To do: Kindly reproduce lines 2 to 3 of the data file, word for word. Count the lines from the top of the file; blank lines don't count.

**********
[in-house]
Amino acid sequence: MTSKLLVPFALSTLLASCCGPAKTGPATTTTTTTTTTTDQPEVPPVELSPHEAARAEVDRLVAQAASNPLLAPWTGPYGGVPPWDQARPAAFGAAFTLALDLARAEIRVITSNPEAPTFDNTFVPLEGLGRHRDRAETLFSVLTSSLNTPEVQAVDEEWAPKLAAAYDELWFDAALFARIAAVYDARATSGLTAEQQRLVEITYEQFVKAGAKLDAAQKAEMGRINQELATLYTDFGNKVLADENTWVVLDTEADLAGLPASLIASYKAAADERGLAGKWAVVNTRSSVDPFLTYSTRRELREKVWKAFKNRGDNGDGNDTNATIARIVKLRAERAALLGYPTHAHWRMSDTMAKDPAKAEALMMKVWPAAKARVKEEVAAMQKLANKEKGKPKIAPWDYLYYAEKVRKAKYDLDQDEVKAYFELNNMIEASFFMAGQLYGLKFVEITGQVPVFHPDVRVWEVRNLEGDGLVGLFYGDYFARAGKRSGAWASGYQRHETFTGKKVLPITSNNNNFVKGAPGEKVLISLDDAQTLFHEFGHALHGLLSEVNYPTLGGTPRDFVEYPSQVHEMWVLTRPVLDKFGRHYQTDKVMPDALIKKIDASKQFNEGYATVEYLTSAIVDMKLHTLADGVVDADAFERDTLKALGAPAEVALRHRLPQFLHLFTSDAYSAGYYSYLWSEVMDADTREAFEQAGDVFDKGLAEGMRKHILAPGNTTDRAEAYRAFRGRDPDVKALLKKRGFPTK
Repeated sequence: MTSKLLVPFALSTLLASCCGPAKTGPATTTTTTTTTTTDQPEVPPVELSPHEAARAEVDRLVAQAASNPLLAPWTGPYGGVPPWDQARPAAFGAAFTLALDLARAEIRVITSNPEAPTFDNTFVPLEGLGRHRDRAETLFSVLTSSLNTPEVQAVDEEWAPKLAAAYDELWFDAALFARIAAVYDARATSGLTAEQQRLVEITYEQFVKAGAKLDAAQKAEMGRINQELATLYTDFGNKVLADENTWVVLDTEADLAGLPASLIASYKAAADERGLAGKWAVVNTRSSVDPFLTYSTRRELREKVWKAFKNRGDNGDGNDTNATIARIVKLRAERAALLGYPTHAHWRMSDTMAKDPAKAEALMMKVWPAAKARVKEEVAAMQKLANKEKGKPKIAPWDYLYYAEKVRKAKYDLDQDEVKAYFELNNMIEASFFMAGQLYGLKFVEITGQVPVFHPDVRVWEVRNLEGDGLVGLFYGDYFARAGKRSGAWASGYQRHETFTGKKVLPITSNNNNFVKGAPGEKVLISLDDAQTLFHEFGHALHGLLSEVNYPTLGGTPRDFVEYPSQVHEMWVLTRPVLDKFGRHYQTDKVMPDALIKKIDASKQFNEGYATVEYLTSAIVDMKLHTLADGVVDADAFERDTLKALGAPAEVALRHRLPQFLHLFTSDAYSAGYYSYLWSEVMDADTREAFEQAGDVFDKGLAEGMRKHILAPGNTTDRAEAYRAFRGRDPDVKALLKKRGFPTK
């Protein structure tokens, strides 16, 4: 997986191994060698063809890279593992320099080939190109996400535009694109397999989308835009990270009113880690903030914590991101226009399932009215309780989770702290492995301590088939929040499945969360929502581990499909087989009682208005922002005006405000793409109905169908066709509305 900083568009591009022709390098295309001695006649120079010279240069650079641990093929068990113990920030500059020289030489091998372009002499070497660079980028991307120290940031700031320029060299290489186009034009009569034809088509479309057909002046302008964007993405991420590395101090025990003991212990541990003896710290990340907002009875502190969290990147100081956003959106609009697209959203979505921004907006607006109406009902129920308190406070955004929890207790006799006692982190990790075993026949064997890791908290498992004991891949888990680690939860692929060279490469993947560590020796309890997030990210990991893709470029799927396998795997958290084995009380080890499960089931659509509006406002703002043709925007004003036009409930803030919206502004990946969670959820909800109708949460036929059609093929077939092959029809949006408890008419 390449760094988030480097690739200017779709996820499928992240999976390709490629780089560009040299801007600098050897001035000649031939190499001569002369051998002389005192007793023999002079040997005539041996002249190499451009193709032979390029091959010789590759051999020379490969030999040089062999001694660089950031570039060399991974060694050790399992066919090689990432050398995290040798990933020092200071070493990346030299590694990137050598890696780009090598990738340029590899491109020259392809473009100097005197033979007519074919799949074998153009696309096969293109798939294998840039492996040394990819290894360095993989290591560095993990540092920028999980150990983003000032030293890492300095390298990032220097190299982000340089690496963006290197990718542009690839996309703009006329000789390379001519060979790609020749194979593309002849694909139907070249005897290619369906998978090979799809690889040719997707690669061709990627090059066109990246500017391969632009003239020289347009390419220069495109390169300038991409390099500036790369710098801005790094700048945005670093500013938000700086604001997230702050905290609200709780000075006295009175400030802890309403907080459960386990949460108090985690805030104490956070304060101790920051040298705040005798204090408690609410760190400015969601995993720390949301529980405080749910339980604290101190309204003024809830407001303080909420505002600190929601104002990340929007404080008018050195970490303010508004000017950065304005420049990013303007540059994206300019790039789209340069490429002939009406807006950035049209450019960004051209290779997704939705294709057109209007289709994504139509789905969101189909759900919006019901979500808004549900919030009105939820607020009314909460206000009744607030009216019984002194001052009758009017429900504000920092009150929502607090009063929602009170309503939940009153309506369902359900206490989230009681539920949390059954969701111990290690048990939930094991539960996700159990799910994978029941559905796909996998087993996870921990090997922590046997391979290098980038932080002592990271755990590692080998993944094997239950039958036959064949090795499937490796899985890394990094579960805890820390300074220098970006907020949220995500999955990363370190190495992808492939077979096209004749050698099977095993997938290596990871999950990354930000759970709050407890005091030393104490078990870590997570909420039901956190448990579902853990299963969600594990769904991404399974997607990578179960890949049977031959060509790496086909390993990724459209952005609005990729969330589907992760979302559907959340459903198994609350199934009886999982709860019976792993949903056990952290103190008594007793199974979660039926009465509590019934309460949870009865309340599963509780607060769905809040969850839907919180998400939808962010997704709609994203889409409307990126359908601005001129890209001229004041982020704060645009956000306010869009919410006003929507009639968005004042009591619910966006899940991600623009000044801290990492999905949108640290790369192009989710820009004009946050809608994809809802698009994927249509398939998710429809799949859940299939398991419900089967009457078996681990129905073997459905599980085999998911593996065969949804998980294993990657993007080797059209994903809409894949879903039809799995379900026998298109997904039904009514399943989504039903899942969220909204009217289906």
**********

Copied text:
Amino acid sequence: MTSKLLVPFALSTLLASCCGPAKTGPATTTTTTTTTTTDQPEVPPVELSPHEAARAEVDRLVAQAASNPLLAPWTGPYGGVPPWDQARPAAFGAAFTLALDLARAEIRVITSNPEAPTFDNTFVPLEGLGRHRDRAETLFSVLTSSLNTPEVQAVDEEWAPKLAAAYDELWFDAALFARIAAVYDARATSGLTAEQQRLVEITYEQFVKAGAKLDAAQKAEMGRINQELATLYTDFGNKVLADENTWVVLDTEADLAGLPASLIASYKAAADERGLAGKWAVVNTRSSVDPFLTYSTRRELREKVWKAFKNRGDNGDGNDTNATIARIVKLRAERAALLGYPTHAHWRMSDTMAKDPAKAEALMMKVWPAAKARVKEEVAAMQKLANKEKGKPKIAPWDYLYYAEKVRKAKYDLDQDEVKAYFELNNMIEASFFMAGQLYGLKFVEITGQVPVFHPDVRVWEVRNLEGDGLVGLFYGDYFARAGKRSGAWASGYQRHETFTGKKVLPITSNNNNFVKGAPGEKVLISLDDAQTLFHEFGHALHGLLSEVNYPTLGGTPRDFVEYPSQVHEMWVLTRPVLDKFGRHYQTDKVMPDALIKKIDASKQFNEGYATVEYLTSAIVDMKLHTLADGVVDADAFERDTLKALGAPAEVALRHRLPQFLHLFTSDAYSAGYYSYLWSEVMDADTREAFEQAGDVFDKGLAEGMRKHILAPGNTTDRAEAYRAFRGRDPDVKALLKKRGFPTK
Repeated sequence: MTSKLLVPFALSTLLASCCGPAKTGPATTTTTTTTTTTDQPEVPPVELSPHEAARAEVDRLVAQAASNPLLAPWTGPYGGVPPWDQARPAAFGAAFTLALDLARAEIRVITSNPEAPTFDNTFVPLEGLGRHRDRAETLFSVLTSSLNTPEVQAVDEEWAPKLAAAYDELWFDAALFARIAAVYDARATSGLTAEQQRLVEITYEQFVKAGAKLDAAQKAEMGRINQELATLYTDFGNKVLADENTWVVLDTEADLAGLPASLIASYKAAADERGLAGKWAVVNTRSSVDPFLTYSTRRELREKVWKAFKNRGDNGDGNDTNATIARIVKLRAERAALLGYPTHAHWRMSDTMAKDPAKAEALMMKVWPAAKARVKEEVAAMQKLANKEKGKPKIAPWDYLYYAEKVRKAKYDLDQDEVKAYFELNNMIEASFFMAGQLYGLKFVEITGQVPVFHPDVRVWEVRNLEGDGLVGLFYGDYFARAGKRSGAWASGYQRHETFTGKKVLPITSNNNNFVKGAPGEKVLISLDDAQTLFHEFGHALHGLLSEVNYPTLGGTPRDFVEYPSQVHEMWVLTRPVLDKFGRHYQTDKVMPDALIKKIDASKQFNEGYATVEYLTSAIVDMKLHTLADGVVDADAFERDTLKALGAPAEVALRHRLPQFLHLFTSDAYSAGYYSYLWSEVMDADTREAFEQAGDVFDKGLAEGMRKHILAPGNTTDRAEAYRAFRGRDPDVKALLKKRGFPTK